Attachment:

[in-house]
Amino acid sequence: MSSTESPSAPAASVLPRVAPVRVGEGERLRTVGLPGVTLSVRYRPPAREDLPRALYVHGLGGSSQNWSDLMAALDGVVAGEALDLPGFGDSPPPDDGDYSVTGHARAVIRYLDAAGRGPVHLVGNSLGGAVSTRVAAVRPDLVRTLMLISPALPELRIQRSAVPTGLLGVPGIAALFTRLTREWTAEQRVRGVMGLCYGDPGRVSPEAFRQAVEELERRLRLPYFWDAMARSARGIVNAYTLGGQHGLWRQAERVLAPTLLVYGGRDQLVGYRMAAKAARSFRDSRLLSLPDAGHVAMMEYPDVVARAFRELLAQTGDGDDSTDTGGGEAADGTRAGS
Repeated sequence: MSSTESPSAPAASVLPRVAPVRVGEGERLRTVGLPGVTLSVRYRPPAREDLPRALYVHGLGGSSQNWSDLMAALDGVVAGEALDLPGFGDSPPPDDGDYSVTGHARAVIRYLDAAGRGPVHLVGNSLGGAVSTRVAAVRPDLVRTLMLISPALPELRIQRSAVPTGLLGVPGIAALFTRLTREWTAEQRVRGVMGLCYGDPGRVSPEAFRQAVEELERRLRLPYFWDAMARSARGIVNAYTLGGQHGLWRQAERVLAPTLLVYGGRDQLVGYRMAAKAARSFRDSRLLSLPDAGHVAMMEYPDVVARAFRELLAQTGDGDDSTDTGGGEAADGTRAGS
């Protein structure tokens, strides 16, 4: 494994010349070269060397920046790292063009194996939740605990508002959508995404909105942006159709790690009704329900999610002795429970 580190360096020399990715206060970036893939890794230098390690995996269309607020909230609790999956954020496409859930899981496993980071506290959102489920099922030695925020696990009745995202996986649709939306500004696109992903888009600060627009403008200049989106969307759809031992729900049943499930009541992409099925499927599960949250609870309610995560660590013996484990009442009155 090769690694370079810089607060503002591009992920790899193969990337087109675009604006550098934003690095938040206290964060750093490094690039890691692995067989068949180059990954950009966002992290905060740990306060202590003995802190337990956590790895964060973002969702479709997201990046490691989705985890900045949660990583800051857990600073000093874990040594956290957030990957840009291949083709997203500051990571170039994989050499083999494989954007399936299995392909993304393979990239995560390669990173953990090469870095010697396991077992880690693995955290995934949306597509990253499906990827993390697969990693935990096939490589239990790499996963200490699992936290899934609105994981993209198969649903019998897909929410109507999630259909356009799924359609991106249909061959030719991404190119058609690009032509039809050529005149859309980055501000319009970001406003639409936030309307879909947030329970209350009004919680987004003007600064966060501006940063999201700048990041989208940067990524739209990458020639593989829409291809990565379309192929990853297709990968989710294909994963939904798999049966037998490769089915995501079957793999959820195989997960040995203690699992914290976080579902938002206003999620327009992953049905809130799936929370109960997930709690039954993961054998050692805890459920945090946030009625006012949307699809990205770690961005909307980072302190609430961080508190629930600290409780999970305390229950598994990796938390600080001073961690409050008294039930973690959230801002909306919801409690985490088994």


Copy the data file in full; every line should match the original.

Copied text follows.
[in-house]
Amino acid sequence: MSSTESPSAPAASVLPRVAPVRVGEGERLRTVGLPGVTLSVRYRPPAREDLPRALYVHGLGGSSQNWSDLMAALDGVVAGEALDLPGFGDSPPPDDGDYSVTGHARAVIRYLDAAGRGPVHLVGNSLGGAVSTRVAAVRPDLVRTLMLISPALPELRIQRSAVPTGLLGVPGIAALFTRLTREWTAEQRVRGVMGLCYGDPGRVSPEAFRQAVEELERRLRLPYFWDAMARSARGIVNAYTLGGQHGLWRQAERVLAPTLLVYGGRDQLVGYRMAAKAARSFRDSRLLSLPDAGHVAMMEYPDVVARAFRELLAQTGDGDDSTDTGGGEAADGTRAGS
Repeated sequence: MSSTESPSAPAASVLPRVAPVRVGEGERLRTVGLPGVTLSVRYRPPAREDLPRALYVHGLGGSSQNWSDLMAALDGVVAGEALDLPGFGDSPPPDDGDYSVTGHARAVIRYLDAAGRGPVHLVGNSLGGAVSTRVAAVRPDLVRTLMLISPALPELRIQRSAVPTGLLGVPGIAALFTRLTREWTAEQRVRGVMGLCYGDPGRVSPEAFRQAVEELERRLRLPYFWDAMARSARGIVNAYTLGGQHGLWRQAERVLAPTLLVYGGRDQLVGYRMAAKAARSFRDSRLLSLPDAGHVAMMEYPDVVARAFRELLAQTGDGDDSTDTGGGEAADGTRAGS
């Protein structure tokens, strides 16, 4: 494994010349070269060397920046790292063009194996939740605990508002959508995404909105942006159709790690009704329900999610002795429970 580190360096020399990715206060970036893939890794230098390690995996269309607020909230609790999956954020496409859930899981496993980071506290959102489920099922030695925020696990009745995202996986649709939306500004696109992903888009600060627009403008200049989106969307759809031992729900049943499930009541992409099925499927599960949250609870309610995560660590013996484990009442009155 090769690694370079810089607060503002591009992920790899193969990337087109675009604006550098934003690095938040206290964060750093490094690039890691692995067989068949180059990954950009966002992290905060740990306060202590003995802190337990956590790895964060973002969702479709997201990046490691989705985890900045949660990583800051857990600073000093874990040594956290957030990957840009291949083709997203500051990571170039994989050499083999494989954007399936299995392909993304393979990239995560390669990173953990090469870095010697396991077992880690693995955290995934949306597509990253499906990827993390697969990693935990096939490589239990790499996963200490699992936290899934609105994981993209198969649903019998897909929410109507999630259909356009799924359609991106249909061959030719991404190119058609690009032509039809050529005149859309980055501000319009970001406003639409936030309307879909947030329970209350009004919680987004003007600064966060501006940063999201700048990041989208940067990524739209990458020639593989829409291809990565379309192929990853297709990968989710294909994963939904798999049966037998490769089915995501079957793999959820195989997960040995203690699992914290976080579902938002206003999620327009992953049905809130799936929370109960997930709690039954993961054998050692805890459920945090946030009625006012949307699809990205770690961005909307980072302190609430961080508190629930600290409780999970305390229950598994990796938390600080001073961690409050008294039930973690959230801002909306919801409690985490088994």